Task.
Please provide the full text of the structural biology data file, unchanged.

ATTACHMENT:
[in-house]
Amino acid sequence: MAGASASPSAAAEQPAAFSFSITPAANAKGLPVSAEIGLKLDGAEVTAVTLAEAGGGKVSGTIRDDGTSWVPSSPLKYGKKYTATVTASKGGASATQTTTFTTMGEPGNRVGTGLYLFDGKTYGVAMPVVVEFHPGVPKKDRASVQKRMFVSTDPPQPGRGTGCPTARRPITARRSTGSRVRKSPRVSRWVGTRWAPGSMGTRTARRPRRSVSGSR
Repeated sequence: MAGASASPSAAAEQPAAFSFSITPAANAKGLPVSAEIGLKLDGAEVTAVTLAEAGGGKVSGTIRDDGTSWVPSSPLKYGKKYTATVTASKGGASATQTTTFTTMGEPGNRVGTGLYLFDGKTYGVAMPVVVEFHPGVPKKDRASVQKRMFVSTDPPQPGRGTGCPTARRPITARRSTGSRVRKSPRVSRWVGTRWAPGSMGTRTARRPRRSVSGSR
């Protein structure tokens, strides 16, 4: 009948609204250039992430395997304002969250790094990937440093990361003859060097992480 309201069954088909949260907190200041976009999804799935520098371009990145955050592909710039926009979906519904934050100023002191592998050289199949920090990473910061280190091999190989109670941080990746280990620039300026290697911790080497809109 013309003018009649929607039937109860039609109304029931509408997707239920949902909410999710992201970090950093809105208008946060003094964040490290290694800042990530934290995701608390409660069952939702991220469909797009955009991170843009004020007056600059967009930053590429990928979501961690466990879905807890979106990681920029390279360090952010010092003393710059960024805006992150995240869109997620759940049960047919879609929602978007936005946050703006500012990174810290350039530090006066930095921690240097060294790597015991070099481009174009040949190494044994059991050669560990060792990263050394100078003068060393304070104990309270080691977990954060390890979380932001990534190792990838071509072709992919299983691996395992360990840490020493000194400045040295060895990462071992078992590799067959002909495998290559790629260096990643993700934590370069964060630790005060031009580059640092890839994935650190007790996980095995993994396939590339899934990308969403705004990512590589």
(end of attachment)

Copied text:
[in-house]
Amino acid sequence: MAGASASPSAAAEQPAAFSFSITPAANAKGLPVSAEIGLKLDGAEVTAVTLAEAGGGKVSGTIRDDGTSWVPSSPLKYGKKYTATVTASKGGASATQTTTFTTMGEPGNRVGTGLYLFDGKTYGVAMPVVVEFHPGVPKKDRASVQKRMFVSTDPPQPGRGTGCPTARRPITARRSTGSRVRKSPRVSRWVGTRWAPGSMGTRTARRPRRSVSGSR
Repeated sequence: MAGASASPSAAAEQPAAFSFSITPAANAKGLPVSAEIGLKLDGAEVTAVTLAEAGGGKVSGTIRDDGTSWVPSSPLKYGKKYTATVTASKGGASATQTTTFTTMGEPGNRVGTGLYLFDGKTYGVAMPVVVEFHPGVPKKDRASVQKRMFVSTDPPQPGRGTGCPTARRPITARRSTGSRVRKSPRVSRWVGTRWAPGSMGTRTARRPRRSVSGSR
């Protein structure tokens, strides 16, 4: 009948609204250039992430395997304002969250790094990937440093990361003859060097992480 309201069954088909949260907190200041976009999804799935520098371009990145955050592909710039926009979906519904934050100023002191592998050289199949920090990473910061280190091999190989109670941080990746280990620039300026290697911790080497809109 013309003018009649929607039937109860039609109304029931509408997707239920949902909410999710992201970090950093809105208008946060003094964040490290290694800042990530934290995701608390409660069952939702991220469909797009955009991170843009004020007056600059967009930053590429990928979501961690466990879905807890979106990681920029390279360090952010010092003393710059960024805006992150995240869109997620759940049960047919879609929602978007936005946050703006500012990174810290350039530090006066930095921690240097060294790597015991070099481009174009040949190494044994059991050669560990060792990263050394100078003068060393304070104990309270080691977990954060390890979380932001990534190792990838071509072709992919299983691996395992360990840490020493000194400045040295060895990462071992078992590799067959002909495998290559790629260096990643993700934590370069964060630790005060031009580059640092890839994935650190007790996980095995993994396939590339899934990308969403705004990512590589």